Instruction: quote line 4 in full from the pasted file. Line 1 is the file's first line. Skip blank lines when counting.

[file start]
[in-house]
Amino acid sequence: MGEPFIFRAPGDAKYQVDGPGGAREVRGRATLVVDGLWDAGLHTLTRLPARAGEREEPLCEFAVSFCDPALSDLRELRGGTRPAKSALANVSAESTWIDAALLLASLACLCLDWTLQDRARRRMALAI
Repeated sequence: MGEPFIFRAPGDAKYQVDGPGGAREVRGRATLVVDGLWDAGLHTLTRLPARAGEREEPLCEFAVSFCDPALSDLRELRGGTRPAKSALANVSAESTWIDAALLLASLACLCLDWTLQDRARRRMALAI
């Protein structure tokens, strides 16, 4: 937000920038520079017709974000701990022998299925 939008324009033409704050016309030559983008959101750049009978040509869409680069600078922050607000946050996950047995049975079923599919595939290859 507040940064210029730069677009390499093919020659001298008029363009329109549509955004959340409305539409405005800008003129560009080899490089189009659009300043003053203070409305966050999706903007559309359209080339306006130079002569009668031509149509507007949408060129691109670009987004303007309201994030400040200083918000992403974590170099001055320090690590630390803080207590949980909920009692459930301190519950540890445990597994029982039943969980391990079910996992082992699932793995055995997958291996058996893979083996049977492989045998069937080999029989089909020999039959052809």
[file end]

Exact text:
């Protein structure tokens, strides 16, 4: 937000920038520079017709974000701990022998299925 939008324009033409704050016309030559983008959101750049009978040509869409680069600078922050607000946050996950047995049975079923599919595939290859 507040940064210029730069677009390499093919020659001298008029363009329109549509955004959340409305539409405005800008003129560009080899490089189009659009300043003053203070409305966050999706903007559309359209080339306006130079002569009668031509149509507007949408060129691109670009987004303007309201994030400040200083918000992403974590170099001055320090690590630390803080207590949980909920009692459930301190519950540890445990597994029982039943969980391990079910996992082992699932793995055995997958291996058996893979083996049977492989045998069937080999029989089909020999039959052809």